Carmichael, California was founded by a man named Dan Carmichael in the early 1900s. Born in Atlanta, Georgia, Carmichael made his way to California in 1885 at the age of 18. He spent about a decade working at various jobs before joining a real estate company that he eventually bought out in 1900. Active in politics, Carmichael was at various times treasurer and mayor of California.
He wasn’t the first person to have a claim on the land that eventually became Carmichael. In 1844, a man named Joel P. Dedman was given 20,000 acres in a land grant. Carmichael purchased 2,000 acres of that property for around $150,000 to $200,000 and advertised it in 1909 as available for purchase in lots of 10 acres. He called it Carmichael Colony 1. Later, he bought another 2,000 acres that were part of the former Del Paso Rancho Mexican grant that was given to Eliab Grimes, also in 1844, and this became Carmichael Colony 2.
The area that is Carmichael today was once inhabited by the Maidu Indians. They were there at least 3,000 years ago, and it is believed that as settlers came west, they were driven out. Carmichael himself never settled in his namesake. His family continued to live in Sacramento. The first settlers in present-day Carmichael were a couple named Charles and Mary Deterding, and the site they purchased is today known as Ancil Hoffman Park.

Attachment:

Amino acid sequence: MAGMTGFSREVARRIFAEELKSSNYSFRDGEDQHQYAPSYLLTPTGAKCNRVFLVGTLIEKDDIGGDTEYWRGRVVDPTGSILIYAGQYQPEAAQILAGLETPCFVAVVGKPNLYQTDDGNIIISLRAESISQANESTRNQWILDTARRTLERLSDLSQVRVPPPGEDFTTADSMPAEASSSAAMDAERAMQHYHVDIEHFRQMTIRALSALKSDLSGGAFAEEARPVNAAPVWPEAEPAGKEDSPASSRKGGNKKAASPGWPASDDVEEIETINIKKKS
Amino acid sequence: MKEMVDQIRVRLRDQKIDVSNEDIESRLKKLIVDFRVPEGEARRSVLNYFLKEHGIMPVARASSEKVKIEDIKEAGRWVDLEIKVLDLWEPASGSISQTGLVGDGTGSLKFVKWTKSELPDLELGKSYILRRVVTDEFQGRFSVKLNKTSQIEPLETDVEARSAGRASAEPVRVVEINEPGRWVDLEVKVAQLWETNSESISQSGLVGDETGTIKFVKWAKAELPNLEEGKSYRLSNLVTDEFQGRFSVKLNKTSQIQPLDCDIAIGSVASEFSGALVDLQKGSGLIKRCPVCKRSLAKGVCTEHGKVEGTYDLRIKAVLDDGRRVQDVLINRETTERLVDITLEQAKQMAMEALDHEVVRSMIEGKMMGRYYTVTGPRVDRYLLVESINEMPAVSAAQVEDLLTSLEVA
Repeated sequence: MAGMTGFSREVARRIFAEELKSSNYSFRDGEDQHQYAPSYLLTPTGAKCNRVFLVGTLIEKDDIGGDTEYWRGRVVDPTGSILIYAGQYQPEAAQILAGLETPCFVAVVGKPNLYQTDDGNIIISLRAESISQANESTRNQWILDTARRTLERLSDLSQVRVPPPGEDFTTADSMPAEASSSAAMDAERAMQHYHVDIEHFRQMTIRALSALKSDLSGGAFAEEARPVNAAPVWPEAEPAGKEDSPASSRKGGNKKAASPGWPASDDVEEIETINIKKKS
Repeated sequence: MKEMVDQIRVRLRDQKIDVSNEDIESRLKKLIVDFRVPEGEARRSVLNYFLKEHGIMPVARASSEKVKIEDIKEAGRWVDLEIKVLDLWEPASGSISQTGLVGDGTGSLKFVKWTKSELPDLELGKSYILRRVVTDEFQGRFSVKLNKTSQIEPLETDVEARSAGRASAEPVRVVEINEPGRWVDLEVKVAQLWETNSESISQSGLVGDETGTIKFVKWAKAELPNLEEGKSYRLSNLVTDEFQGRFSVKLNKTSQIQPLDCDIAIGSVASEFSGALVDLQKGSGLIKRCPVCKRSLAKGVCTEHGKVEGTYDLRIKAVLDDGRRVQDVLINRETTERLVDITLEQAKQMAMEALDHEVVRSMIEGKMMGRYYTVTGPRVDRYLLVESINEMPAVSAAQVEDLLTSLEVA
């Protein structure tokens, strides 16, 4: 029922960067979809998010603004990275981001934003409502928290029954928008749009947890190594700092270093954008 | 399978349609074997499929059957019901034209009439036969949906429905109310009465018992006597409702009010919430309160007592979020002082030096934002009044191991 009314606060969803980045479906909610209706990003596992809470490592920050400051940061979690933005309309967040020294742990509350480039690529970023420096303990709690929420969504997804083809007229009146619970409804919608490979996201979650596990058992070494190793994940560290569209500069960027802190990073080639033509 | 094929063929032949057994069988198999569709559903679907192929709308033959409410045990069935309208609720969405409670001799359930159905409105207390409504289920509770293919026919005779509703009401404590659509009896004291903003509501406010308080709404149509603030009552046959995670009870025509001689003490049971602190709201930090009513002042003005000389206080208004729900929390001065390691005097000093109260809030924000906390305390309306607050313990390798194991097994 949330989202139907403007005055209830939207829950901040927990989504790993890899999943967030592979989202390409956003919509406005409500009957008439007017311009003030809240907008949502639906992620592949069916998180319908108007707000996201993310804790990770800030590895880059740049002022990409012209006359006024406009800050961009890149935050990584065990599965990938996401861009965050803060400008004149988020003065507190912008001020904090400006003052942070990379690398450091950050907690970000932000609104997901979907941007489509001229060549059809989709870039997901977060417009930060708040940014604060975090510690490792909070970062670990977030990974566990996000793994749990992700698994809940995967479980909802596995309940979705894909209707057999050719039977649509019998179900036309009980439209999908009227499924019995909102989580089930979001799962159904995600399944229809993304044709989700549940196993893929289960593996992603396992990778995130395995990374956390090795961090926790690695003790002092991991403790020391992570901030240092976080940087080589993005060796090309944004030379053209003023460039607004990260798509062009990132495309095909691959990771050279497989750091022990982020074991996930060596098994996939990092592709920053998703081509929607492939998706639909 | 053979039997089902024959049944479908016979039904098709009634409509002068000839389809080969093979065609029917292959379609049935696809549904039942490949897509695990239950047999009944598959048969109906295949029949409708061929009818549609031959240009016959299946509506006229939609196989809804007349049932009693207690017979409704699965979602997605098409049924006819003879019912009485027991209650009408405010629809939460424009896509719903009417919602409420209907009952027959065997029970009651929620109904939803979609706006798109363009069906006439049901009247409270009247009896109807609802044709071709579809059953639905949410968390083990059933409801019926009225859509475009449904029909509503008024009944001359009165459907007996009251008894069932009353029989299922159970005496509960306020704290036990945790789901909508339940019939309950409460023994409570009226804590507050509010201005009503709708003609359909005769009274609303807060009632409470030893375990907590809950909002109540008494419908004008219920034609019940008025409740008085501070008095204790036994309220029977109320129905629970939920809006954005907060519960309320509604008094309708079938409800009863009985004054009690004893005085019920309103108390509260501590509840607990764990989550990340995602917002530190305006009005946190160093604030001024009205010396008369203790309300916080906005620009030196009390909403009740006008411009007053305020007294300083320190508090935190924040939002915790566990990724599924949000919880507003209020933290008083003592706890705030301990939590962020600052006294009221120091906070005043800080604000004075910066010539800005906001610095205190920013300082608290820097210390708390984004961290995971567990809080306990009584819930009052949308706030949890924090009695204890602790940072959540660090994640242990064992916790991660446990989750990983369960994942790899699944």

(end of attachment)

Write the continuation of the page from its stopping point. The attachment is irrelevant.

Carmichael the man did not fare as well as the city named after him. Reportedly, he had no money when he died in San Francisco in 1936. His city, however, continued to thrive. The population grew to 300 families by the late 1920s, and over the next two decades, the population increased to more than 4,000. It continued to grow into the present day.